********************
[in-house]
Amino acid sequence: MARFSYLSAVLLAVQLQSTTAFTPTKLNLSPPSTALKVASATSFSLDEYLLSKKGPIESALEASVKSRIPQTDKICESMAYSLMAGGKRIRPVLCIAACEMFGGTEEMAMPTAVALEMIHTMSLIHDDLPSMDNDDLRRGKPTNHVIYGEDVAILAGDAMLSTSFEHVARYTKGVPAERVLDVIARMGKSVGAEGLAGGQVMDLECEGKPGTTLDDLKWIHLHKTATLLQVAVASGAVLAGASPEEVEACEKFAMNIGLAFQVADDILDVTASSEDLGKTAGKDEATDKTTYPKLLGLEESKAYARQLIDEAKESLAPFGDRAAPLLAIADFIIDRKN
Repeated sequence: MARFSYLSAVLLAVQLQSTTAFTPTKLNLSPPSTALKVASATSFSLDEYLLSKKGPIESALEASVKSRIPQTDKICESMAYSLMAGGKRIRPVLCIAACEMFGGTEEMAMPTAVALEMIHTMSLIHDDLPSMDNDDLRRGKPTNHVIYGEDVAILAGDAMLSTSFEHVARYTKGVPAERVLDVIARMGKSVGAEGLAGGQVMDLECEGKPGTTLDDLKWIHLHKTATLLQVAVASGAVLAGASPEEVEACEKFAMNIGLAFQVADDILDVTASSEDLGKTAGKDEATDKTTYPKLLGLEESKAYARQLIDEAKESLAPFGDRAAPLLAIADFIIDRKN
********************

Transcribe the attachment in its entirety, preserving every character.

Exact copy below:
[in-house]
Amino acid sequence: MARFSYLSAVLLAVQLQSTTAFTPTKLNLSPPSTALKVASATSFSLDEYLLSKKGPIESALEASVKSRIPQTDKICESMAYSLMAGGKRIRPVLCIAACEMFGGTEEMAMPTAVALEMIHTMSLIHDDLPSMDNDDLRRGKPTNHVIYGEDVAILAGDAMLSTSFEHVARYTKGVPAERVLDVIARMGKSVGAEGLAGGQVMDLECEGKPGTTLDDLKWIHLHKTATLLQVAVASGAVLAGASPEEVEACEKFAMNIGLAFQVADDILDVTASSEDLGKTAGKDEATDKTTYPKLLGLEESKAYARQLIDEAKESLAPFGDRAAPLLAIADFIIDRKN
Repeated sequence: MARFSYLSAVLLAVQLQSTTAFTPTKLNLSPPSTALKVASATSFSLDEYLLSKKGPIESALEASVKSRIPQTDKICESMAYSLMAGGKRIRPVLCIAACEMFGGTEEMAMPTAVALEMIHTMSLIHDDLPSMDNDDLRRGKPTNHVIYGEDVAILAGDAMLSTSFEHVARYTKGVPAERVLDVIARMGKSVGAEGLAGGQVMDLECEGKPGTTLDDLKWIHLHKTATLLQVAVASGAVLAGASPEEVEACEKFAMNIGLAFQVADDILDVTASSEDLGKTAGKDEATDKTTYPKLLGLEESKAYARQLIDEAKESLAPFGDRAAPLLAIADFIIDRKN